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Sorting is a fundamental problem in computer science. Each method of sorting has trade-offs in time and space complexity. Sorting is often the first step in solving more complex problems.

Sorting Functions

Most of the time we don't care about any of this theoretical stuff. We just want the damn thing sorted! Most languages include some sort of sorting, either through their standard libraries, or as method on a fundamental data type.

C has the qsort sorting function in its standard library. Despite its name it is not necessarily quick sort. The implementation is vendor specific. qsort requires 4 parameters:

  • array
  • array length
  • size of an individual array element
  • comparator function
#include <stdlib.h>

/* basic integer comparator function */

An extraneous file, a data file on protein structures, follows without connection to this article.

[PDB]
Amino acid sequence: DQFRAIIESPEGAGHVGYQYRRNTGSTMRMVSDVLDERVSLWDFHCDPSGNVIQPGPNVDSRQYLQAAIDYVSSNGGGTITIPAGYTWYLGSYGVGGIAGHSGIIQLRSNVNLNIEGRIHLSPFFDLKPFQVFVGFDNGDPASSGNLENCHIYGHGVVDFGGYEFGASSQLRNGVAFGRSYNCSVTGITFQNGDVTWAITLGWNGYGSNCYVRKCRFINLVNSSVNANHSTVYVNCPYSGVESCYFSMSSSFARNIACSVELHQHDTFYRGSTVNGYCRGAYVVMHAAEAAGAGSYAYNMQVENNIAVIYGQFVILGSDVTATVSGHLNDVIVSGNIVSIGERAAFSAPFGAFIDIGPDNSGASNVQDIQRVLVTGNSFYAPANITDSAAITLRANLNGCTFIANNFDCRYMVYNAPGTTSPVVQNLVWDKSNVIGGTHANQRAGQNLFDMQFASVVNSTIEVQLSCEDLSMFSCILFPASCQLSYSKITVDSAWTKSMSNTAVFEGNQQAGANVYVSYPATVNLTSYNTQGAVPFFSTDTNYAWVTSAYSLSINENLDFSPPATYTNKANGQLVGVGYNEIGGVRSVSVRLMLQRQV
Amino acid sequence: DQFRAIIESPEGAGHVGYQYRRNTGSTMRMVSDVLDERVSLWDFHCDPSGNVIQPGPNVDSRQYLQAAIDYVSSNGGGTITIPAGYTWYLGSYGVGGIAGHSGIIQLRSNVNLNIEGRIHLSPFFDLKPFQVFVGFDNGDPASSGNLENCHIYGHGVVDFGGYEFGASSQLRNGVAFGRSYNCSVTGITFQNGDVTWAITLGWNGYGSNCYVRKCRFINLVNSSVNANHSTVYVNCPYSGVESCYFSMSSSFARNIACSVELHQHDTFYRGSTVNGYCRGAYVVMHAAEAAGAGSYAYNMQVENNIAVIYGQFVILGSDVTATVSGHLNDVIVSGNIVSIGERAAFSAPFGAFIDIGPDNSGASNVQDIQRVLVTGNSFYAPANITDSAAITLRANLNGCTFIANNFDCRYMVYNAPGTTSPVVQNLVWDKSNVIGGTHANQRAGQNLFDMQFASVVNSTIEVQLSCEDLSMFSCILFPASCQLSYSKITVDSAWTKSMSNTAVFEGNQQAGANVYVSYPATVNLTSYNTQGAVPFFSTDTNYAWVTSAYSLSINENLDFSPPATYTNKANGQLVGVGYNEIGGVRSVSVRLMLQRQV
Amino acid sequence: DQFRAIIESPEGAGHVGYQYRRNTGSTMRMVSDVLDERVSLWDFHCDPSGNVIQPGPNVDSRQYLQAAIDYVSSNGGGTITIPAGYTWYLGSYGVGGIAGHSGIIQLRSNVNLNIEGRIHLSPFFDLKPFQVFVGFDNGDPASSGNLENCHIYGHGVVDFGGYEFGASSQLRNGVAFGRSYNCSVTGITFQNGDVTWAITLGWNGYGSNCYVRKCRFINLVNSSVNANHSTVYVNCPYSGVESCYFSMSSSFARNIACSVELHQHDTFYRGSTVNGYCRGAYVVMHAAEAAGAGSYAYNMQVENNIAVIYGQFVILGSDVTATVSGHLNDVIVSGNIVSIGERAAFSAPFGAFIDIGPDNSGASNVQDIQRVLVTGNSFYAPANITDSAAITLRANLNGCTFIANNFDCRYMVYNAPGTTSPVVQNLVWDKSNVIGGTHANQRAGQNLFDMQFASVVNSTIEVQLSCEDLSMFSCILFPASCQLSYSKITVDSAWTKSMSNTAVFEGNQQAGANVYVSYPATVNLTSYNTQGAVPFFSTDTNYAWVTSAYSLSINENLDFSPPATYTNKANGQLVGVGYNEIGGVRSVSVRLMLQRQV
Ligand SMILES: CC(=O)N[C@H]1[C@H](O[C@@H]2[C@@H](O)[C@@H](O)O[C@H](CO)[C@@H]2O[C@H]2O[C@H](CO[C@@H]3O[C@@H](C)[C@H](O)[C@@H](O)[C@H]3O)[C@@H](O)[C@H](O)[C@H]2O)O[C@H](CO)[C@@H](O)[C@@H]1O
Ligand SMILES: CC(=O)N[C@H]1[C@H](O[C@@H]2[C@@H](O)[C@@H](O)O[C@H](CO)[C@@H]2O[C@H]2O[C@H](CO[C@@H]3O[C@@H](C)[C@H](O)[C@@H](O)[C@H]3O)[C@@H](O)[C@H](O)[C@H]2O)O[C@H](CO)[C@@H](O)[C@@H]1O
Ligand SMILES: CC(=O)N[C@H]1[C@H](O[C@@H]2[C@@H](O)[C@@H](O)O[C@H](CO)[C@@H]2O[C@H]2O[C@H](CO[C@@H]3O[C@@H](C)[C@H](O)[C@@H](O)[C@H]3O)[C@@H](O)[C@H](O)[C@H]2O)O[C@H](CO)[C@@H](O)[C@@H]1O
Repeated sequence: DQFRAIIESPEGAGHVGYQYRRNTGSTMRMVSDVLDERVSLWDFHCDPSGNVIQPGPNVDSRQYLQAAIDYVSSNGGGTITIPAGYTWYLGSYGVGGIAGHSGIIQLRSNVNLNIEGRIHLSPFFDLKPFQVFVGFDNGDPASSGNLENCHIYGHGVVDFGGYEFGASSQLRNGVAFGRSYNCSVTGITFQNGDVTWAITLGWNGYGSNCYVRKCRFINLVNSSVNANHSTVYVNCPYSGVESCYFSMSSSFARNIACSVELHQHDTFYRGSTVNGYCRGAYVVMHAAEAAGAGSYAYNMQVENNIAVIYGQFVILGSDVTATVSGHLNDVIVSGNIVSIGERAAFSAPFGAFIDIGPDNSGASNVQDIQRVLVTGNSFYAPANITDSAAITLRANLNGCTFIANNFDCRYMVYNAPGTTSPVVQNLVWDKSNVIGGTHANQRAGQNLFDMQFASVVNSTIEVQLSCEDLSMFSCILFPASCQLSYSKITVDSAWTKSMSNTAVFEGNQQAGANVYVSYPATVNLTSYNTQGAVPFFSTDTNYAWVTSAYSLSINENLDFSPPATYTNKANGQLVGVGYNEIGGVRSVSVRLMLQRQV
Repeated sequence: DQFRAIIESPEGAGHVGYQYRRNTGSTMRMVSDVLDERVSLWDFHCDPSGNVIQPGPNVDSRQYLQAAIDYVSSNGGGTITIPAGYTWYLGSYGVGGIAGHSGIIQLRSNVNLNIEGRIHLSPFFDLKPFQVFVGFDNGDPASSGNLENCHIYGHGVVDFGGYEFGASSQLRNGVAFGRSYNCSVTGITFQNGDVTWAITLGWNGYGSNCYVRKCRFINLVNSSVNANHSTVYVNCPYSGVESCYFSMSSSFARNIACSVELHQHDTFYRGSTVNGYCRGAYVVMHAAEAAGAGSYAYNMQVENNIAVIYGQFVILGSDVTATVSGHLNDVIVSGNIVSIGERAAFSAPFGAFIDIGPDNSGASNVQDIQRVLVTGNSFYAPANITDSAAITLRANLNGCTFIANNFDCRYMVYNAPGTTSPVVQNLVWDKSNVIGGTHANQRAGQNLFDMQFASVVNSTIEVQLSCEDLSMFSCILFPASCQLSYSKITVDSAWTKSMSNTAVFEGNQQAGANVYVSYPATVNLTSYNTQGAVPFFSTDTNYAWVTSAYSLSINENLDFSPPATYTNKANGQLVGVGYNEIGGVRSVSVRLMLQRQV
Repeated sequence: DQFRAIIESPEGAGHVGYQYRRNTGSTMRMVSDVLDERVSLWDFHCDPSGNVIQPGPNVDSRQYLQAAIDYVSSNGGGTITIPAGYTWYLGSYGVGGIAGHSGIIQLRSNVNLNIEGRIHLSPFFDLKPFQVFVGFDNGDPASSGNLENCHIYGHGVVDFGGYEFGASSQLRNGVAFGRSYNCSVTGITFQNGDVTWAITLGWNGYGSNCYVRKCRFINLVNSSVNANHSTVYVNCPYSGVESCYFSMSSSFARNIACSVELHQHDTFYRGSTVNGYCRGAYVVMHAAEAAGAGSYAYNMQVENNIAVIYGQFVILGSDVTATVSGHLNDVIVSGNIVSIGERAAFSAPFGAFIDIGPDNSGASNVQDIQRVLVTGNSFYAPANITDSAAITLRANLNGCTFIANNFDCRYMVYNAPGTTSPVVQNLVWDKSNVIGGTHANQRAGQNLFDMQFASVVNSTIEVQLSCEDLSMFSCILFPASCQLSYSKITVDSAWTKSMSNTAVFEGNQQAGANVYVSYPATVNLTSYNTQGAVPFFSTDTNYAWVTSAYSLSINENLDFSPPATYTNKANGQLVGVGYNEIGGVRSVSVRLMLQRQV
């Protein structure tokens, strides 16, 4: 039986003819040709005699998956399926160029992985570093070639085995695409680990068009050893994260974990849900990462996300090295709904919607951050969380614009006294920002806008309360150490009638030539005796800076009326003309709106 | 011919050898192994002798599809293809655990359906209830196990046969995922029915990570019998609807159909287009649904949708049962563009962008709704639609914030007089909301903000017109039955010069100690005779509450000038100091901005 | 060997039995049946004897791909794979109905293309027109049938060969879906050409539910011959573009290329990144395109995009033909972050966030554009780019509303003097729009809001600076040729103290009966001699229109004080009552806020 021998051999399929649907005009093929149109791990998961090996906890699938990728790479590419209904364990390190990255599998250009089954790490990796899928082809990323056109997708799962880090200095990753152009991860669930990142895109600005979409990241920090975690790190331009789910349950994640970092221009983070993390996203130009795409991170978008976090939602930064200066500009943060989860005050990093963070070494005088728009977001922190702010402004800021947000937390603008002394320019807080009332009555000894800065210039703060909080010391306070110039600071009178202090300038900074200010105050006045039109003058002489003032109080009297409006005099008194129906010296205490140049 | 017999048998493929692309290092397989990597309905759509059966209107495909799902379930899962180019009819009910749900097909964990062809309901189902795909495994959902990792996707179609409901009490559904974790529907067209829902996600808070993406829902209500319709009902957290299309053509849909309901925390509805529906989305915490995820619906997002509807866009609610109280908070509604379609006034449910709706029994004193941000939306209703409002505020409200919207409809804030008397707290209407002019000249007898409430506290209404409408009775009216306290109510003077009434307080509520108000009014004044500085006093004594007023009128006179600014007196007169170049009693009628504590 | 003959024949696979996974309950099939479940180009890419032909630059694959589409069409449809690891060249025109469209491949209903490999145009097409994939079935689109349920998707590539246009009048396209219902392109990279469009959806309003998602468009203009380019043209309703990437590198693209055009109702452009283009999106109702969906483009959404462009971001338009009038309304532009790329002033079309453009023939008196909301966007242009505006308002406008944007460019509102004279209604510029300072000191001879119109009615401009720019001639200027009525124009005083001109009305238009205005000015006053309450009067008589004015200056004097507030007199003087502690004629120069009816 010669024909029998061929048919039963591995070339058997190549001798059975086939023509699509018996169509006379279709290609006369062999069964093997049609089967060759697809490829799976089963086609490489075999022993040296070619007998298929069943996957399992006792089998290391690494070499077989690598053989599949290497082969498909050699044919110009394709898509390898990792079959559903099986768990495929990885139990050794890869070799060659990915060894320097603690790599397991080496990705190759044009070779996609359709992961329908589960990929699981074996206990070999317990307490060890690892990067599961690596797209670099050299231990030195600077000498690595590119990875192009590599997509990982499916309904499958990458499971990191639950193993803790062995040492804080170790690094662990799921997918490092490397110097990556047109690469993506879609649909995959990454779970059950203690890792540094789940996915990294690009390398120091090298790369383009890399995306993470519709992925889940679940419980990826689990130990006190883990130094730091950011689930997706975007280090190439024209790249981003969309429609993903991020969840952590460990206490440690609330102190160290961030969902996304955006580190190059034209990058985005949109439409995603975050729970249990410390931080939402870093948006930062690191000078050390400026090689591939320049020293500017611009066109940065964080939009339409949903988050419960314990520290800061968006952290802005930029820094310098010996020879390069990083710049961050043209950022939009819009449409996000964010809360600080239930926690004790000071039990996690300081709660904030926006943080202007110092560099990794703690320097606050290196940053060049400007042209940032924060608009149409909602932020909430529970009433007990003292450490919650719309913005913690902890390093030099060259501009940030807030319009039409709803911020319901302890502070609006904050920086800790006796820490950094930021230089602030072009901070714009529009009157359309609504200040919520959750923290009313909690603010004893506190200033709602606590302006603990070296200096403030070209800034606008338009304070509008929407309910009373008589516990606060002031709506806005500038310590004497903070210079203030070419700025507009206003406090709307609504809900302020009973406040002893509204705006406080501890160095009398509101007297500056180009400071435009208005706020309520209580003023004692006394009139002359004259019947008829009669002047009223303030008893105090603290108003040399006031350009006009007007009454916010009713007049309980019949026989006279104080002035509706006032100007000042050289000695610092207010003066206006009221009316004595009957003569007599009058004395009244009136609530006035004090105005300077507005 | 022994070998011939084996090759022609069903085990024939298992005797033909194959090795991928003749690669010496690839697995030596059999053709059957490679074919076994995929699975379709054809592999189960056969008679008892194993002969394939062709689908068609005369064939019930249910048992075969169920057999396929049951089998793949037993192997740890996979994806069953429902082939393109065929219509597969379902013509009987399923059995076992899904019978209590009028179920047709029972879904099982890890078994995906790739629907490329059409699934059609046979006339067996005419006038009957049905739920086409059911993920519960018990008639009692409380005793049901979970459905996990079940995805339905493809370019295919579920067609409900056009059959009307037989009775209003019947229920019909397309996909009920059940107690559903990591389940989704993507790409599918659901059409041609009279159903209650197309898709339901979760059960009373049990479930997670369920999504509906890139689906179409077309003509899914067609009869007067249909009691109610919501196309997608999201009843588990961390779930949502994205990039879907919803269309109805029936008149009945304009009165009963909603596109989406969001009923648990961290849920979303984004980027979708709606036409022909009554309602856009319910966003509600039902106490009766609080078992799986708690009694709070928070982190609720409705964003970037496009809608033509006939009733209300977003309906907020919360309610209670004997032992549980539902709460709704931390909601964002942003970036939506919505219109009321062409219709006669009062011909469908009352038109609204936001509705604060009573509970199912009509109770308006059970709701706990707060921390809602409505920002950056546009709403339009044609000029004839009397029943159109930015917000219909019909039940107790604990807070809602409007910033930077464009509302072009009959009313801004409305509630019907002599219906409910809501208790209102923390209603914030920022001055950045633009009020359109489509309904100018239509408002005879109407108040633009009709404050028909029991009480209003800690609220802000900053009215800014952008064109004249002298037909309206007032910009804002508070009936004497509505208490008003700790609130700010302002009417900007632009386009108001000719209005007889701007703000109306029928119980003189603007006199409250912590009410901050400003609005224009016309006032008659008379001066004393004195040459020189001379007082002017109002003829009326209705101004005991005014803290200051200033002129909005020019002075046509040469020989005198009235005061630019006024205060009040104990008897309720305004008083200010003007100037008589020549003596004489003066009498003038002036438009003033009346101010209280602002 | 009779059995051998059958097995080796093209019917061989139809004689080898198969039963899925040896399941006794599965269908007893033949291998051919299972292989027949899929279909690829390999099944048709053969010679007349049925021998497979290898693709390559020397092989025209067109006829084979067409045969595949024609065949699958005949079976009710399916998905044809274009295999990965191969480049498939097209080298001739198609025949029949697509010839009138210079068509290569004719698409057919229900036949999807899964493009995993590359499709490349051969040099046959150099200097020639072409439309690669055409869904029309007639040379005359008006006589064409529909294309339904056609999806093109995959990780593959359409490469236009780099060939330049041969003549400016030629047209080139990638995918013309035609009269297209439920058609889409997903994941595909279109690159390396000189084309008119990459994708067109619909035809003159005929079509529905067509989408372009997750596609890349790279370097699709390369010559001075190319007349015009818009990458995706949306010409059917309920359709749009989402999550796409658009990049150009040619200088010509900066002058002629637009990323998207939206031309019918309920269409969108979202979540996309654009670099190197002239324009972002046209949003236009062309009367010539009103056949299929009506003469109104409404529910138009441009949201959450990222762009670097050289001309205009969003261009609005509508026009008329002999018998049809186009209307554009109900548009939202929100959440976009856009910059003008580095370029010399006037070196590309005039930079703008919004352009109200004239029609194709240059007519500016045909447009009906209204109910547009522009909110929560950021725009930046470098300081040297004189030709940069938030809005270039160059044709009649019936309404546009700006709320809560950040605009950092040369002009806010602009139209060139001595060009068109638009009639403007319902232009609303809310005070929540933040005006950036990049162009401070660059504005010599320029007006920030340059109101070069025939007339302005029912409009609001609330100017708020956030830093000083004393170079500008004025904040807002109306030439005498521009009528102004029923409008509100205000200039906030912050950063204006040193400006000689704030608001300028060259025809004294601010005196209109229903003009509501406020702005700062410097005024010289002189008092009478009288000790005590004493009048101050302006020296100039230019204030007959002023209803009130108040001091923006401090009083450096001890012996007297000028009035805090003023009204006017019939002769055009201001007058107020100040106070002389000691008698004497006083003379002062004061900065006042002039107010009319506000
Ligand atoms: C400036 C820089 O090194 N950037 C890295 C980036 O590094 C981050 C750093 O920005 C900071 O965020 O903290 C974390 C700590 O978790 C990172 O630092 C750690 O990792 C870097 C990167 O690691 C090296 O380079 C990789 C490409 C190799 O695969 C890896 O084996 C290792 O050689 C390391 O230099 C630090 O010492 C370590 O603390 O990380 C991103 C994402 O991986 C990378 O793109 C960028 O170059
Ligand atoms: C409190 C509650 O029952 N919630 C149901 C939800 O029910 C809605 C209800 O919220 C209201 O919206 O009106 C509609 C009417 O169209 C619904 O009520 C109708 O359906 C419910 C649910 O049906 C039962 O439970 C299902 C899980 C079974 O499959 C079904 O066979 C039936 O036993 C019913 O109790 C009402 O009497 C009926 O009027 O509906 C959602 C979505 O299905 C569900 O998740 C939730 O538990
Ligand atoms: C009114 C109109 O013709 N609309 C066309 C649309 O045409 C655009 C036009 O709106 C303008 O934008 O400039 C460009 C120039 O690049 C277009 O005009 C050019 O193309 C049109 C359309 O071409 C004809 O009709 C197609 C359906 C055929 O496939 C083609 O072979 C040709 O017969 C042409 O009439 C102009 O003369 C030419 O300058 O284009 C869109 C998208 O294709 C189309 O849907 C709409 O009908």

int cmp(const void* elem1, const void* elem2) {
    int *x = (int *) elem1;
    int *y = (int *) elem2;
    return *x - *y;

qsort(array, array_length, sizeof(int), cmp);


Sorting Implementations

Methods of sorting include:

  • bubble sort
  • selection sort
  • insertion sort
  • merge sort
  • quick sort
  • bucket sort
  • radix sort
  • heap sort
  • Tim sort
  • shell sort

Implementations of sorting algorithms can be tricky. Why?

  • is list a continuous array or a linked-list?
  • is function pure or does it mutate?
  • do we manage memory ourselves?


The sorting algorithms in many languages take a comparator functions as parameter. Comparators themselves take two parameters, a and b, and returns:

  • negative number if a < b
  • positive number if a > b
  • zero if a == b

When sorting numbers in ascending order you could simply return b-a

  • if a < b then b-a is positive
  • if a > b then b-a is negative

One trick with comparators is to sort on a secondary value when when the primary values are equal.